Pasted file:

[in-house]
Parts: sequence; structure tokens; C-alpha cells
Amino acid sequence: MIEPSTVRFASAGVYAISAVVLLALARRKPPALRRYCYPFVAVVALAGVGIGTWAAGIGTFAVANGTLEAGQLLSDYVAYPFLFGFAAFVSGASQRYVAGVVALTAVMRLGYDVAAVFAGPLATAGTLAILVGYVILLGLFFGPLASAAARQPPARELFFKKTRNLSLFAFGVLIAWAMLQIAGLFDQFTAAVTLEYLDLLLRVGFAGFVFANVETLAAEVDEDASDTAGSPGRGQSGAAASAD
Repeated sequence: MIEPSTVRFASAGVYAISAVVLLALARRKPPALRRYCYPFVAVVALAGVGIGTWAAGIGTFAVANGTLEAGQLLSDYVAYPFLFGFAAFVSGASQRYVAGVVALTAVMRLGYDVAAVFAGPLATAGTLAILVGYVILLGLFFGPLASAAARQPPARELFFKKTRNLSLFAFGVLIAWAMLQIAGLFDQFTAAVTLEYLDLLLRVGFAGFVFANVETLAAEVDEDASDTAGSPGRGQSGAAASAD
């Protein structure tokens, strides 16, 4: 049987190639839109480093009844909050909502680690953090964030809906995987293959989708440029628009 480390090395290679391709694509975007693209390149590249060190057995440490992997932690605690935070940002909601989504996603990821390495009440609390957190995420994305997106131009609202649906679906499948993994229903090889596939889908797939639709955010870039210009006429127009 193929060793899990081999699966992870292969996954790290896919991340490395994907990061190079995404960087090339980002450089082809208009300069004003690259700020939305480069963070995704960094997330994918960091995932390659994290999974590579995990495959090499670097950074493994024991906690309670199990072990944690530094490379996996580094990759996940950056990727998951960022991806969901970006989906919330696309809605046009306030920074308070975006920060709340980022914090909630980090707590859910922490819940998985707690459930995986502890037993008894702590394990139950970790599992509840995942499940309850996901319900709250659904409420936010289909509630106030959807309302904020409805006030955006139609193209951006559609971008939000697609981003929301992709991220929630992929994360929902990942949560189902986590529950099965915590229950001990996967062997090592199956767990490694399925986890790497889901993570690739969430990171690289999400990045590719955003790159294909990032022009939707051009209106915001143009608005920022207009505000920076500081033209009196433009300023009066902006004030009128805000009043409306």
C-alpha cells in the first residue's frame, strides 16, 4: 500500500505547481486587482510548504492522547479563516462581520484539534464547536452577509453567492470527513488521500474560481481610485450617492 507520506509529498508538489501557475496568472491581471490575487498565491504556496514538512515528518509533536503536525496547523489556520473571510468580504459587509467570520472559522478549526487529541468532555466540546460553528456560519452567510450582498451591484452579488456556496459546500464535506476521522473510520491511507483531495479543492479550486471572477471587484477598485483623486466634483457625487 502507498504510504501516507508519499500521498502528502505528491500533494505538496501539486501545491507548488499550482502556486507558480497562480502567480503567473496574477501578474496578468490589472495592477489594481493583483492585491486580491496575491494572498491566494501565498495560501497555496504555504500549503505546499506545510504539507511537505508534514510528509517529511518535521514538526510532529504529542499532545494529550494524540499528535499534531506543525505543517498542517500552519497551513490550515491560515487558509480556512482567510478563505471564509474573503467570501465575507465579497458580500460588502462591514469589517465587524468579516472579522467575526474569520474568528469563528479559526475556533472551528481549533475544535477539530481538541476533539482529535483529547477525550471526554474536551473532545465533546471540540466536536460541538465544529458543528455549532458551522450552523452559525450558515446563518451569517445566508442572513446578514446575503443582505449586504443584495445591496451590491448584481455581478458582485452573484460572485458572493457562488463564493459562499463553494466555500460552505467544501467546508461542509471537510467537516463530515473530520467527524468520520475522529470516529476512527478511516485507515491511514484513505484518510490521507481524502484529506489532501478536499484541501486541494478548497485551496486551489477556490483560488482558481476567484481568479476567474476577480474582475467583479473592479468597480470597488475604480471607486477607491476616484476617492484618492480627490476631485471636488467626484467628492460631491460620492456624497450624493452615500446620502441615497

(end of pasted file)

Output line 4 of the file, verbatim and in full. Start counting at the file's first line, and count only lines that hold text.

Repeated sequence: MIEPSTVRFASAGVYAISAVVLLALARRKPPALRRYCYPFVAVVALAGVGIGTWAAGIGTFAVANGTLEAGQLLSDYVAYPFLFGFAAFVSGASQRYVAGVVALTAVMRLGYDVAAVFAGPLATAGTLAILVGYVILLGLFFGPLASAAARQPPARELFFKKTRNLSLFAFGVLIAWAMLQIAGLFDQFTAAVTLEYLDLLLRVGFAGFVFANVETLAAEVDEDASDTAGSPGRGQSGAAASAD